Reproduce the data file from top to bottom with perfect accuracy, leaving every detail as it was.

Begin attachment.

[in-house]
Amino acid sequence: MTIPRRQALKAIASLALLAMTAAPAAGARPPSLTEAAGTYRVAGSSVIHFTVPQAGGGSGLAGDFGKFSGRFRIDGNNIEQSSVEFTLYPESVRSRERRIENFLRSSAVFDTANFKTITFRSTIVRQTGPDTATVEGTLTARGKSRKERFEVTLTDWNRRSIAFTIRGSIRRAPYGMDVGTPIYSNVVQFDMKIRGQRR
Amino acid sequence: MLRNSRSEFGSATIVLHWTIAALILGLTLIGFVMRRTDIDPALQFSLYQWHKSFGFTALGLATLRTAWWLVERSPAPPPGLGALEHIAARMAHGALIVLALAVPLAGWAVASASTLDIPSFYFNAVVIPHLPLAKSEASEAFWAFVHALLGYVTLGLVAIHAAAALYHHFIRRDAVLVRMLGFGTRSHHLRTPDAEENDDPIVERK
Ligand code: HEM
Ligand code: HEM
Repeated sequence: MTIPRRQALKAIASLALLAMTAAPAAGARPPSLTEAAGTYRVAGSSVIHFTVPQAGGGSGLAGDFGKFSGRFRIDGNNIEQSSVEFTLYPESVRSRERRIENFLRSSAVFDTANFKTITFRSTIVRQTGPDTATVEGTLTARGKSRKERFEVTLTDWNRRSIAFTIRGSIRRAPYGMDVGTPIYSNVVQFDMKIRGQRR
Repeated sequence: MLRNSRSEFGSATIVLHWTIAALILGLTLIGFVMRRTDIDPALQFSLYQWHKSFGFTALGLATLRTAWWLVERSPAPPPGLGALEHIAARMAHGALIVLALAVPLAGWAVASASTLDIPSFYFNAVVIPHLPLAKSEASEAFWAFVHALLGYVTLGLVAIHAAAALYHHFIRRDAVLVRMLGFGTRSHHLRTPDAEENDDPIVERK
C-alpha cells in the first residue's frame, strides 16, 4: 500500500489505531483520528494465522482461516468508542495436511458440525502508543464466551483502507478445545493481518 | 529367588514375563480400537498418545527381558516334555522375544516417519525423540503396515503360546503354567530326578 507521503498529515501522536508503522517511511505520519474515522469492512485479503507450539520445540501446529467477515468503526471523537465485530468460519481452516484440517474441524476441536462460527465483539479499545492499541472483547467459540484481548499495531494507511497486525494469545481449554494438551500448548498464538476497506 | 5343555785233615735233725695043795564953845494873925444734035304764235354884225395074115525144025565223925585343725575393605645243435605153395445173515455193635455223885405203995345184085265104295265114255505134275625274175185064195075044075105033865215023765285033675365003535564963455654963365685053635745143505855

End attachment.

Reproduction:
[in-house]
Amino acid sequence: MTIPRRQALKAIASLALLAMTAAPAAGARPPSLTEAAGTYRVAGSSVIHFTVPQAGGGSGLAGDFGKFSGRFRIDGNNIEQSSVEFTLYPESVRSRERRIENFLRSSAVFDTANFKTITFRSTIVRQTGPDTATVEGTLTARGKSRKERFEVTLTDWNRRSIAFTIRGSIRRAPYGMDVGTPIYSNVVQFDMKIRGQRR
Amino acid sequence: MLRNSRSEFGSATIVLHWTIAALILGLTLIGFVMRRTDIDPALQFSLYQWHKSFGFTALGLATLRTAWWLVERSPAPPPGLGALEHIAARMAHGALIVLALAVPLAGWAVASASTLDIPSFYFNAVVIPHLPLAKSEASEAFWAFVHALLGYVTLGLVAIHAAAALYHHFIRRDAVLVRMLGFGTRSHHLRTPDAEENDDPIVERK
Ligand code: HEM
Ligand code: HEM
Repeated sequence: MTIPRRQALKAIASLALLAMTAAPAAGARPPSLTEAAGTYRVAGSSVIHFTVPQAGGGSGLAGDFGKFSGRFRIDGNNIEQSSVEFTLYPESVRSRERRIENFLRSSAVFDTANFKTITFRSTIVRQTGPDTATVEGTLTARGKSRKERFEVTLTDWNRRSIAFTIRGSIRRAPYGMDVGTPIYSNVVQFDMKIRGQRR
Repeated sequence: MLRNSRSEFGSATIVLHWTIAALILGLTLIGFVMRRTDIDPALQFSLYQWHKSFGFTALGLATLRTAWWLVERSPAPPPGLGALEHIAARMAHGALIVLALAVPLAGWAVASASTLDIPSFYFNAVVIPHLPLAKSEASEAFWAFVHALLGYVTLGLVAIHAAAALYHHFIRRDAVLVRMLGFGTRSHHLRTPDAEENDDPIVERK
C-alpha cells in the first residue's frame, strides 16, 4: 500500500489505531483520528494465522482461516468508542495436511458440525502508543464466551483502507478445545493481518 | 529367588514375563480400537498418545527381558516334555522375544516417519525423540503396515503360546503354567530326578 507521503498529515501522536508503522517511511505520519474515522469492512485479503507450539520445540501446529467477515468503526471523537465485530468460519481452516484440517474441524476441536462460527465483539479499545492499541472483547467459540484481548499495531494507511497486525494469545481449554494438551500448548498464538476497506 | 5343555785233615735233725695043795564953845494873925444734035304764235354884225395074115525144025565223925585343725575393605645243435605153395445173515455193635455223885405203995345184085265104295265114255505134275625274175185064195075044075105033865215023765285033675365003535564963455654963365685053635745143505855